Individuals with Alzheimer's have amyloid beta plaques built up in their brains in addition to the atrophy of the brain. The plaques have been a primary focus of much of the research into the disease. However, one of the great mysteries of Alzheimer's is how individuals who have lots of amyloid beta plaques in their brain can have normal cognitive functions and little if any atrophy. When this was discovered, it provided another path of study to examine.
Brain samples needed to be collected from individuals with Alzheimer's disease and those without symptoms of Alzheimer's prior to their death. The samples from the apparently healthy individuals had to be examined to find those with high concentrations of amyloid beta. Once those were identified, scientists could then look to see what else was different between the two groups of samples.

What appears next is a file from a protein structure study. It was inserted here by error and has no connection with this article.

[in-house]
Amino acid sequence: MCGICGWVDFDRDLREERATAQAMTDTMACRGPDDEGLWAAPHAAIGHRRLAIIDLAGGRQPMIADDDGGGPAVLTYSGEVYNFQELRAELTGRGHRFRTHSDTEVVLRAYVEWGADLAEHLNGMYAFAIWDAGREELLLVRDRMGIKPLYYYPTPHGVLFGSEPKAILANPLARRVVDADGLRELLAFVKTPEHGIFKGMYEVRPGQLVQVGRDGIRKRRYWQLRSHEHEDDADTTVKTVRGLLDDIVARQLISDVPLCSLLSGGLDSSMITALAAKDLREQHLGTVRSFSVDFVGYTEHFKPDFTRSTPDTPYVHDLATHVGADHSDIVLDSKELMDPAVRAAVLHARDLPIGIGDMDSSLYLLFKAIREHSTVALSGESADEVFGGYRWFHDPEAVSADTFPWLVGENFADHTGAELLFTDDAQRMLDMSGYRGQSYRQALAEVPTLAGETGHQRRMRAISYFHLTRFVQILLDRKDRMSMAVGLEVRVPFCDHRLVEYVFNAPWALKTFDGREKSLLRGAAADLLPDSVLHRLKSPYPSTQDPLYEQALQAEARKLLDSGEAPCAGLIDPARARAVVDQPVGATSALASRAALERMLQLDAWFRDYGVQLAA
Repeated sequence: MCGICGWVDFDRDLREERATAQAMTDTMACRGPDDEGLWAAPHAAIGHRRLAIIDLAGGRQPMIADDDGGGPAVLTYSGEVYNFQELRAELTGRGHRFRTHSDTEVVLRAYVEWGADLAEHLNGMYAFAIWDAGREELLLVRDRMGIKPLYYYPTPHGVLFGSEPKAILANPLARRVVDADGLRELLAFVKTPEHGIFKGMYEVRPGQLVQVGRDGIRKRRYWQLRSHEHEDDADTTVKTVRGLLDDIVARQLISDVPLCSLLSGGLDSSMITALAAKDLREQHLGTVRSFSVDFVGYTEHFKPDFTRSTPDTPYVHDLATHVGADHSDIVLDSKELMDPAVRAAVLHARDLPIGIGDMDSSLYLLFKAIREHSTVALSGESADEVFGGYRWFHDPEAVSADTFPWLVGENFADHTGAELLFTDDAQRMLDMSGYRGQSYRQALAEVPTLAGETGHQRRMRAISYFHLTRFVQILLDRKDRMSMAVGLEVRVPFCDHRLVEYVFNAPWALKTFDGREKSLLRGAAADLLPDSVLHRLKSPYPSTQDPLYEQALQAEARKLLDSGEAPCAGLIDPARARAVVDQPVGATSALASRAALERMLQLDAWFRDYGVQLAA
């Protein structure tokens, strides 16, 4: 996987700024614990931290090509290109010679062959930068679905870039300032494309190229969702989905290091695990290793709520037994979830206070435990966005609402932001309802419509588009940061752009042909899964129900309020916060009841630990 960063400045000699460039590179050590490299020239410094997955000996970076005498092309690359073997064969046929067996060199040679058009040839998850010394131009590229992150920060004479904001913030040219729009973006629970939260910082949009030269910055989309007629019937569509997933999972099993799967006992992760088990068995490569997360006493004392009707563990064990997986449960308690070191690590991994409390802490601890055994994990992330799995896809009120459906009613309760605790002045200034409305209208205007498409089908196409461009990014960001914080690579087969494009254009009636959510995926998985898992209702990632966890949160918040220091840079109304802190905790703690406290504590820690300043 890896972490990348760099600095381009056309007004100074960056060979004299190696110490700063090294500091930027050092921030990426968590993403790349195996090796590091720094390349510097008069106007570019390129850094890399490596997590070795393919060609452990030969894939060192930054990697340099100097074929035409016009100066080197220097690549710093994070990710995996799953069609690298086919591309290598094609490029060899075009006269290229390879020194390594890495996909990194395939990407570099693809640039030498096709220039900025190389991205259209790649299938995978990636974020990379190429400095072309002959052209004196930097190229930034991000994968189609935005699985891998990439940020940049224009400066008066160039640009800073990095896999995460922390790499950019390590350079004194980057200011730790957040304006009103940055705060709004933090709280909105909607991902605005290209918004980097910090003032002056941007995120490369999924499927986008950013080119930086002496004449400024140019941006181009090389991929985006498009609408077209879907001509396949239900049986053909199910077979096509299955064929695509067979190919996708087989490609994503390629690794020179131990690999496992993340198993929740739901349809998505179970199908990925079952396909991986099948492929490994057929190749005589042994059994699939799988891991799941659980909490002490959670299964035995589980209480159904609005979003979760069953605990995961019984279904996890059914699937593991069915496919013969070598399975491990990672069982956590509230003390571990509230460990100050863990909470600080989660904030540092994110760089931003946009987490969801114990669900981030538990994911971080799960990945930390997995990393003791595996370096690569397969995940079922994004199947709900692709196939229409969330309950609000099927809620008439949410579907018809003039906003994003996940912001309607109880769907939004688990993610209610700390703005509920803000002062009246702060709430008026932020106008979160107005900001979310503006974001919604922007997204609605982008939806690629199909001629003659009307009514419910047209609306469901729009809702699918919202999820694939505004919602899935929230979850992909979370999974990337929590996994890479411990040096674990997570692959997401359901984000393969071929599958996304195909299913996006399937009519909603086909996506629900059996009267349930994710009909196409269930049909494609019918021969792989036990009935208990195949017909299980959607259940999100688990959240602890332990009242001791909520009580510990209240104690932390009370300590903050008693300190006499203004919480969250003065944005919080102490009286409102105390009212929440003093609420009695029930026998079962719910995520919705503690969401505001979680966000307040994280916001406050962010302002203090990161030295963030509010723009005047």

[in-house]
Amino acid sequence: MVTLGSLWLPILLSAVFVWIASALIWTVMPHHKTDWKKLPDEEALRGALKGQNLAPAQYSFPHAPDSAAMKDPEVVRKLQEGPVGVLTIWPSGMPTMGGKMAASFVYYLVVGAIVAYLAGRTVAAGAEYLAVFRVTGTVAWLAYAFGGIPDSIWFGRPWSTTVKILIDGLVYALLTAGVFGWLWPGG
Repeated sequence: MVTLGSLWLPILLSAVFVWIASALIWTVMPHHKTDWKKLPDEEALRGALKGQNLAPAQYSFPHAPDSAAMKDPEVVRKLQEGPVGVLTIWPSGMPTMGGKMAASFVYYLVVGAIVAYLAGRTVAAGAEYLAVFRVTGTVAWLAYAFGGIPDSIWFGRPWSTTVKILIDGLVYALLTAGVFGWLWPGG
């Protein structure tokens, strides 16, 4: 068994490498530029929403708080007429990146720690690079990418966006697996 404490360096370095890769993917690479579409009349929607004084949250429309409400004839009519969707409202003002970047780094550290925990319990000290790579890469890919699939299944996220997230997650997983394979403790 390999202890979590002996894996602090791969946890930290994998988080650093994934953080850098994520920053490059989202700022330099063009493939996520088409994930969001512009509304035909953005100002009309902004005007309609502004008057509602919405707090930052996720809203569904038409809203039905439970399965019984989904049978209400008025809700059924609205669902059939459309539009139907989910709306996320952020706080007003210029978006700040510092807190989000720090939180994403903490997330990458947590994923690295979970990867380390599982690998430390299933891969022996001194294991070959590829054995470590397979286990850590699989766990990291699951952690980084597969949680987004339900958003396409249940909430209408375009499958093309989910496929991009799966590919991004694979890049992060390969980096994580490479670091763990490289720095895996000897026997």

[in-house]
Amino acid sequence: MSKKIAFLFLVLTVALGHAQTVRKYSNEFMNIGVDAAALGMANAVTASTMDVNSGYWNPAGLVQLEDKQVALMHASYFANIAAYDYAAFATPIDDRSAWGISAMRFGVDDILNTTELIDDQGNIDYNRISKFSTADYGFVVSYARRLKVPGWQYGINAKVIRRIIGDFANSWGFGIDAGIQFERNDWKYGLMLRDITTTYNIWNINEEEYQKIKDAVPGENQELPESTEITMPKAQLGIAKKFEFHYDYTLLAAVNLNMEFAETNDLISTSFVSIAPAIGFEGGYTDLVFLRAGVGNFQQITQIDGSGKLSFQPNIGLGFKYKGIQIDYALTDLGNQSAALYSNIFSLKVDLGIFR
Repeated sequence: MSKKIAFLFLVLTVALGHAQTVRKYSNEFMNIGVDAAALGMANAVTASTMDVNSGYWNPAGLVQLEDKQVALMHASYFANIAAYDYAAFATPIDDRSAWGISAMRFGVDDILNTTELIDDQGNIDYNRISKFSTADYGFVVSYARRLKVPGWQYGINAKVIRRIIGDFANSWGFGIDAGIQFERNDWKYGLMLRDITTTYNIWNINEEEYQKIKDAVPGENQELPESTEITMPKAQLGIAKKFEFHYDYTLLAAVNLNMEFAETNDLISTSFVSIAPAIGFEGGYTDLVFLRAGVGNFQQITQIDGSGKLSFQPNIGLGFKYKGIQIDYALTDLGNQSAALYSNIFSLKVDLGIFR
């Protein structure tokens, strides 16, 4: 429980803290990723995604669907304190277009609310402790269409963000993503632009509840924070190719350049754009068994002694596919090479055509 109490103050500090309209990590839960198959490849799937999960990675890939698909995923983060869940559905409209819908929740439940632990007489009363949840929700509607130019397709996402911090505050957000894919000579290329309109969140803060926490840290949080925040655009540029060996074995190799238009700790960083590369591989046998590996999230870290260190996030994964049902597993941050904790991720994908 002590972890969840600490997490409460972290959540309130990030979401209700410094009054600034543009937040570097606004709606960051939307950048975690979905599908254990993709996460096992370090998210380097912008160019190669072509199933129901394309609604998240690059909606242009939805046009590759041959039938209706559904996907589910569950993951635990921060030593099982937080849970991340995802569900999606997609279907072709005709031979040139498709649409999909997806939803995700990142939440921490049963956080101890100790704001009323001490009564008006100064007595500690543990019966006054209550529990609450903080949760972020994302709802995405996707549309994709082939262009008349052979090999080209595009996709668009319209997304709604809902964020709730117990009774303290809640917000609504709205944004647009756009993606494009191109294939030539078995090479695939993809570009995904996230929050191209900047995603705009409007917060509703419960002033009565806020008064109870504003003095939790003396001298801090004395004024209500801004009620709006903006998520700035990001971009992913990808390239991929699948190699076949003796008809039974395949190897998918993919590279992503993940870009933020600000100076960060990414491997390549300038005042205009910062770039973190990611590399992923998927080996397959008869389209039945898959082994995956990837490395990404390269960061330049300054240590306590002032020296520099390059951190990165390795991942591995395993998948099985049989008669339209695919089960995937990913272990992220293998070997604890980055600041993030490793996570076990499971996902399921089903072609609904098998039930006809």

Recent findings indicate that there is a difference in the concentration of oligomers in the two groups. An oligomer is a large molecule consisting of a very few bonded molecules of the same type. There are many different types of oligomers such as those found in oils, proteins or nucleic acids. In this case, the oligomers are actually amyloid beta molecules which have bonded together in small groups but have not bonded enough to form plaques. The individuals who had been diagnosed with Alzheimer's had amyloid beta oligomers in their brain in addition to the plaques.
Just one more piece of the puzzle.